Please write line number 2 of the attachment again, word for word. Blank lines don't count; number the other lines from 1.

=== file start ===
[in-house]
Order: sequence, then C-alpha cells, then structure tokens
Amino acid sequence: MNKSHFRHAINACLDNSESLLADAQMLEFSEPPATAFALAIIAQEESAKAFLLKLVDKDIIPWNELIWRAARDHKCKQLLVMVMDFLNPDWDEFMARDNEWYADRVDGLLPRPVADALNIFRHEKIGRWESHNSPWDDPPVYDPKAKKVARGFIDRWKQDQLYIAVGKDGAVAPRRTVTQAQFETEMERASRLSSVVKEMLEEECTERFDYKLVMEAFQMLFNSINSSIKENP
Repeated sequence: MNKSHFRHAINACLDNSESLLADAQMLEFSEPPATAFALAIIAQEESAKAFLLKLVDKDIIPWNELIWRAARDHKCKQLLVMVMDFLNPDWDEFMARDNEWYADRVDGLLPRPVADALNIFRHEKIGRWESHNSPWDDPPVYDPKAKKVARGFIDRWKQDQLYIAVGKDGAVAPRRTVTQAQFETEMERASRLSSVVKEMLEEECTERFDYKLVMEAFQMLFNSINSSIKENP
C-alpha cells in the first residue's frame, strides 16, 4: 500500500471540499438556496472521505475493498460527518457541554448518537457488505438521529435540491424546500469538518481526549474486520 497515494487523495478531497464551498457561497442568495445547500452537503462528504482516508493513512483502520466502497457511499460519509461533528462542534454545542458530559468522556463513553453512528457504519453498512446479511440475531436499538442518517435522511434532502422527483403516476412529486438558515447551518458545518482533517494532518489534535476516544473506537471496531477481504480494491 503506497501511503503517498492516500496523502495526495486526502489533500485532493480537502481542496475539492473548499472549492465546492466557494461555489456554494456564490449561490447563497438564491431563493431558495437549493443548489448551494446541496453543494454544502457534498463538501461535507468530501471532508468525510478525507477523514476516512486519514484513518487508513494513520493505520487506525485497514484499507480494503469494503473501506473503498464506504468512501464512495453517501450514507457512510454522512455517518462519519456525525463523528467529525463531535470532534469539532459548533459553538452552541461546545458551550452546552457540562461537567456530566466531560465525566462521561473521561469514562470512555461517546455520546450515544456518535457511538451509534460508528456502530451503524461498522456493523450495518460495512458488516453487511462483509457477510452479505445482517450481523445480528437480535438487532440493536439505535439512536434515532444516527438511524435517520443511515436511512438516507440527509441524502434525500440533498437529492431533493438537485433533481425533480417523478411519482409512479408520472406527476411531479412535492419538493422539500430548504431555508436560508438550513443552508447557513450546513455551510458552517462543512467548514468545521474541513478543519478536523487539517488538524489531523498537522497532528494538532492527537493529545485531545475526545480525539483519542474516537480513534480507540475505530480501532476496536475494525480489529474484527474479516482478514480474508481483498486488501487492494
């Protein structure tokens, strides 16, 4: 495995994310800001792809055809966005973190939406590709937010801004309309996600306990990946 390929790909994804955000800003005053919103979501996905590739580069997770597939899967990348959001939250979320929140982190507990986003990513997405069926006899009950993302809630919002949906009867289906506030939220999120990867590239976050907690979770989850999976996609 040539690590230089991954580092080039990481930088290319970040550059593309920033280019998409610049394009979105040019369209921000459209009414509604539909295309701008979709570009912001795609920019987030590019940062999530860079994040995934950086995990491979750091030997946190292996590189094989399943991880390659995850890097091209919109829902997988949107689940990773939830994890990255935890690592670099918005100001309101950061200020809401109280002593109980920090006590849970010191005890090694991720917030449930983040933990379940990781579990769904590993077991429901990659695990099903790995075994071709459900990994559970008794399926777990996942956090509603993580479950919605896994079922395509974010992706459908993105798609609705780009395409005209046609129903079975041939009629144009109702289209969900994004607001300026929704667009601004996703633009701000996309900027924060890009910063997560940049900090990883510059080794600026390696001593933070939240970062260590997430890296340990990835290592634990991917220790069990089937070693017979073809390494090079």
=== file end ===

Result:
Order: sequence, then C-alpha cells, then structure tokens